“It’s amazing. Thomas and I are really good friends. We both were drafted in the same draft. I’ll be 38 on Thursday and Thomas is 37. We were both drafted in 2005 at the same position at safety. I was fortunate enough to be his teammate for three seasons in Carolina. He is a guy that brings energy and juice. He may be the most competitive person that I have ever been around, and he is still that way even today. We are going on year 16. This is his 16th year playing and my 16th year in the NFL, but half of that is coaching and the other half is playing. I was with Thomas last year. He was with us with the Chargers. He played with us last year and I was on the coaching staff. He still has that fire and still has that energy. The biggest asset that he brings is leadership. He can really teach those young guys, not just in the linebacker room but in the entire organization, just how to be professional. He has done it for 16 years and has had the longevity that he has had and had a very successful career. That doesn’t happen by accident.”

On if having played for Coach Rivera helps him in now coaching for him:
“It helps a lot because I kind of understand him. I kind of know how he thinks, especially from a player standpoint and being around him. When he coached me back in Chicago the year we went to the Super Bowl, those two years he was there as the coordinator. He was a guy that demanded respect from the room, and he had the respect of all the single guys – not only on the defense but the entire team – because of the way he carries himself. You’re going to know exactly what’s expected is one thing I like about Ron. He’s not going to sugar coat anything. He’s going to tell you exactly what it is, this is the right way, this is the wrong way, and we’re going to do things the right way around here. If it happens not to go good but you do it the way we said we’re going to do it, he’s going to take all the blame for it because he’s got big shoulders. As a player, playing for a coach like that, all you can do it respect that. He’s a guy that will definitely reach the ears of this team, and I think it was a great hire when Washington decided to hire him as the coach. I knew he was going to be a head coach when I played for him in 2005 and 2006.”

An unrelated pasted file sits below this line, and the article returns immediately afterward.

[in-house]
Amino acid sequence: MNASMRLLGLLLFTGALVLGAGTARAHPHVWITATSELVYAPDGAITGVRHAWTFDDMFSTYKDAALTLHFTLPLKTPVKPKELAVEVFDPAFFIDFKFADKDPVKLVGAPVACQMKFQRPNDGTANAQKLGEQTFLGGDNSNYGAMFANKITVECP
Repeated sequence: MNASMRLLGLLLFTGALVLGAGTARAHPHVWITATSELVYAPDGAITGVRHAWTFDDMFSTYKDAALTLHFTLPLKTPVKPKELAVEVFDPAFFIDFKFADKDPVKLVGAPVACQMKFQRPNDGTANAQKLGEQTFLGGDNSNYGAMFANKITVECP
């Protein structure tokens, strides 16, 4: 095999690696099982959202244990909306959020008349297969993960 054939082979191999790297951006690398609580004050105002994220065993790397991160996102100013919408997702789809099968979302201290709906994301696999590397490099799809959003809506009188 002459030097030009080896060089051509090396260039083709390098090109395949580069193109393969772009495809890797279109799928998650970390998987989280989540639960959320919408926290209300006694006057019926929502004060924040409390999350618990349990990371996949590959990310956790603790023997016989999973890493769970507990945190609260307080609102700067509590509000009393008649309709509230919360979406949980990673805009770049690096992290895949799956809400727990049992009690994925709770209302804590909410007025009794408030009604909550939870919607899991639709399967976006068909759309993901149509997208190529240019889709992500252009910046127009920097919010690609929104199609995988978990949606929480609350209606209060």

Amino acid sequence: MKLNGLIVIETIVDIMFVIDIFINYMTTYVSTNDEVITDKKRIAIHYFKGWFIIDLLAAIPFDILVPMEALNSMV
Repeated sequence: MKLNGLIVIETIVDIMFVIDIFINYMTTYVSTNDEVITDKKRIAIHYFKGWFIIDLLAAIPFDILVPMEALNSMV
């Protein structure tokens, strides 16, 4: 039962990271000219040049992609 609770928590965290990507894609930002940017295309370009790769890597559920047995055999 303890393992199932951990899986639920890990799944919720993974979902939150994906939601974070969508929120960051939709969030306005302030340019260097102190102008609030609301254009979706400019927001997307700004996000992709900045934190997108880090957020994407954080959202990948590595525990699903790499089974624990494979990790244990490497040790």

On how he feels about Washington’s secondary:
“I’m excited. We’ve got some talent in the secondary. I’m extremely excited to get ready to work with Landon [Collins]. He’s been an established player in this league – a Pro Bowl player, an All-Pro player. Kendall Fuller is another exciting player. I love watching Jimmy [Moreland] on tape when I got here. Seeing Jimmy play corner, lower round pick that I’m pretty sure he exceeded expectations last season. We’ve got some guys here that I’m really excited about. We just got [Ronald] Darby in free agency and Sean Davis, so watching those guys on tape when we evaluated them during free agency and we thought that they could help as well. I’m extremely excited. I’m glad we’ve got Aaron Colvin back, another veteran in the group that’s played some very meaningful football in his career. I’m very happy with the group that we have, and I didn’t even mention a couple guys. Fabian [Moreau] who’s a second-round pick and so we expect big things. There’s going to be great competition because we have some really able bodies and some good football players here. It’s just trying to get ready to get back on the field so that we can get that competition going.”

On his thoughts on CB Fabian Moreau after breaking down his tape: